Louisiana native Mark Duplass is known as a force in independent film both behind and in front of the camera — writing, producing, directing and starring in a number of films. He made a name for himself when he starred in, co-wrote and co-directed a string of award-winning short films, including “This is John” and “Scrabble,” both of which premiered at the Sundance Film Festival.
He and his brother Jay also wrote and directed the Sundance breakout hit “The Puffy Chair,” which went on to win the Audience Award at SXSW, was nominated for two Independent Spirit Awards and was released theatrically by Roadside Attractions and Netflix. “Baghead,” their next feature film, was picked up by Sony Pictures Classics. Fox Searchlight released Mark and Jay’s first studio feature, “Cyrus,” starring John C. Reilly, Jonah Hill and Marisa Tomei, which garnered rave reviews. Mark and Jay’s next film was Paramount’s recent release “Jeff, Who Lives at Home,” starring Jason Segel, Ed Helms, Susan Sarandon and Judy Greer.
As an actor, Mark co-starred in “The Puffy Chair,” “Hannah Takes the Stairs,” “Your Sister’s Sister” (with Emily Blunt and Rosemarie DeWitt), Lawrence Kasdan’s “Darling Companion” opposite Diane Keaton, Kevin Kline, Richard Jenkins and Dianne Wiest, and the breakout hit “Humpday.” Mark also appeared opposite Ben Stiller in Noah Baumbach’s “Greenberg,” released by Focus Features.
Mark has produced numerous films including “The Freebie,” starring Dax Shepard and Katie Aselton, as well as “Lovers of Hate” and “Bass Ackwards,” all three of which premiered at Sundance. Mark also produced the hit Sundance 2012 film “Safety Not Guaranteed,” in which he stars. Mark can be seen on the small screen as the lead in FX’s “The League,” a semi-scripted comedy about a fantasy football league; and in the film “People Like Us,” which is currently in theaters.
ROBIN BRONK: If you had five minutes in the Oval Office with President Obama, what would you discuss with him? What issue would you like him to know about?
MARK DUPLASS: Education. I have this core belief that people of means (i.e., rich people) should be sponsoring young kids’ private, charter or parochial school educations if those kids don’t have decent public schools near them. I have lots of ideas about how to galvanize this money. I am not a rich person, but if you looked at me and said, “Please find $7,000 a year to sponsor this kid to go to a decent parochial school, instead of the failed public school in his district,” I would say yes. And I know lots of people who would also say yes.
RB: If you could ask President Obama one question, what would that be?
MD: What was the last movie that made you weep? Not that single-tear kind of thing … I’m talking full-on bawling like a baby, because it moved you down to the essence of your being. I’m fascinated by what that would be. I bet it’s not “Dave,” but what if it was?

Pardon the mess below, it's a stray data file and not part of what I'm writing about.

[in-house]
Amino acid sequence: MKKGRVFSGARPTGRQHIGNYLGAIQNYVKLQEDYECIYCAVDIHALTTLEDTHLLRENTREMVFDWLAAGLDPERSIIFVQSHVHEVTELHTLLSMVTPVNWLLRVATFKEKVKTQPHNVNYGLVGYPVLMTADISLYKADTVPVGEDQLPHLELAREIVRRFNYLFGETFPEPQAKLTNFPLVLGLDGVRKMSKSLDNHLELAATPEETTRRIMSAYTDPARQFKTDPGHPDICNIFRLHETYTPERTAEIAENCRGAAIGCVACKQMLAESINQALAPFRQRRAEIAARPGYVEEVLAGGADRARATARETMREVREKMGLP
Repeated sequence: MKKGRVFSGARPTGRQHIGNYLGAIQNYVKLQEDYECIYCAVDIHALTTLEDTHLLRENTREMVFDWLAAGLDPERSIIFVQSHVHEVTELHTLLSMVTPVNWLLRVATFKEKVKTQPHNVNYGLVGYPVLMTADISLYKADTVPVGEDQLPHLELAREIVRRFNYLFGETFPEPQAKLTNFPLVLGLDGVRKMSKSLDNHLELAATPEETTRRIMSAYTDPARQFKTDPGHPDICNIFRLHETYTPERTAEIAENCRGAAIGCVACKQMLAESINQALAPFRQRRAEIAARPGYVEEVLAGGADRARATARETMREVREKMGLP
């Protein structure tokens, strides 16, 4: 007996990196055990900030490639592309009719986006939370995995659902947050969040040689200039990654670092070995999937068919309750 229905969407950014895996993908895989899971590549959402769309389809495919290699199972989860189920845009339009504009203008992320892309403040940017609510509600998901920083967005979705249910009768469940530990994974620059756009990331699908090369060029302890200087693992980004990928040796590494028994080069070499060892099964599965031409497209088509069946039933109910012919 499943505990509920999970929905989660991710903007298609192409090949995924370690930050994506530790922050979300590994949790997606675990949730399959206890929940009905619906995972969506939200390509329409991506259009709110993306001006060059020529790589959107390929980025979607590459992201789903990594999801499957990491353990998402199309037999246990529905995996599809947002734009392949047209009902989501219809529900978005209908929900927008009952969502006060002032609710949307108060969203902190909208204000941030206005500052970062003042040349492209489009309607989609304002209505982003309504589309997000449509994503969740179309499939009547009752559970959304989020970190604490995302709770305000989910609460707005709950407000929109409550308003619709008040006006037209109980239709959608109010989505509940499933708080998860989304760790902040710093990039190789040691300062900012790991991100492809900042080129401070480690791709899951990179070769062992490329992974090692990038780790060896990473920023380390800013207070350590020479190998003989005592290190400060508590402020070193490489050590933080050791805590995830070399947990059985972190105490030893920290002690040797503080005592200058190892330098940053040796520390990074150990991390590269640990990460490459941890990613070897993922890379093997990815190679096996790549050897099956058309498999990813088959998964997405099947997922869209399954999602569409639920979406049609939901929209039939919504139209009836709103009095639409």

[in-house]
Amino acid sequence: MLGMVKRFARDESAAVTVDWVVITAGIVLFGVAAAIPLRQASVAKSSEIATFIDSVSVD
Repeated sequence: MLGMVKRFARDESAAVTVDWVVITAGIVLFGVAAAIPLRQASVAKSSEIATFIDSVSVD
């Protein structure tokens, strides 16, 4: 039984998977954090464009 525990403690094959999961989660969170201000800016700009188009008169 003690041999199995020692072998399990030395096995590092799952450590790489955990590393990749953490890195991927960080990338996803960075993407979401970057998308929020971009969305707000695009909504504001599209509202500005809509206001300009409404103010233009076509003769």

RB: What piece of advice would you give President Obama as he’s campaigning for the upcoming election?
MD: Talk about the fact that he promised America some drastic changes in his first presidential campaign, and that, even though he hasn’t been able to fully deliver most of those changes, that doesn’t mean he doesn’t deserve another chance at making those changes in the next four years. I’d encourage him to bring back that raw honesty in his rhetoric that attracted us to him in the first place.
RB: If you were going to send the president to one of your favorite places in the United States for one day, where would that be? Why?
MD: Crestline, Calif. It’s a small mountain town just east of Los Angeles in the San Bernardino Mountain Range. It’s very poor. It’s geographically beautiful. It has an underdog quality to it. It’s got the spirit of broken-down Americana, but it’s not beaten yet. I love this place. It has blind hope and great pancakes! Very, very, American.
RB: What piece of music would you recommend that President Obama add to his collection? Why?
MD: Bon Iver’s latest, because it makes me cry a lot. And crying is good for grown-ups. It keeps us honest (I think). I suppose I really want to see Obama cry for some reason. That’s kind of weird, isn’t it? I don’t know… maybe I miss some of that vulnerability he embodied when he was our underdog.
RB: Would you ever consider a political career?
MD: No way. I use way too many abstract metaphors to make my points. I’d make a terrible orator for the masses.
Robin Bronk is CEO of The Creative Coalition — the leading national, nonprofit, nonpartisan public advocacy organization of the entertainment industry. Bronk is a frequent speaker on the role of the entertainment industry in public advocacy campaigns and represents The Creative Coalition and its legislative agenda before members of Congress and the White House. She produced the feature film “Poliwood,” airing on Showtime, and edited the recently published book Art & Soul. Bronk pens this weekly column with assistance from Risa Kotek.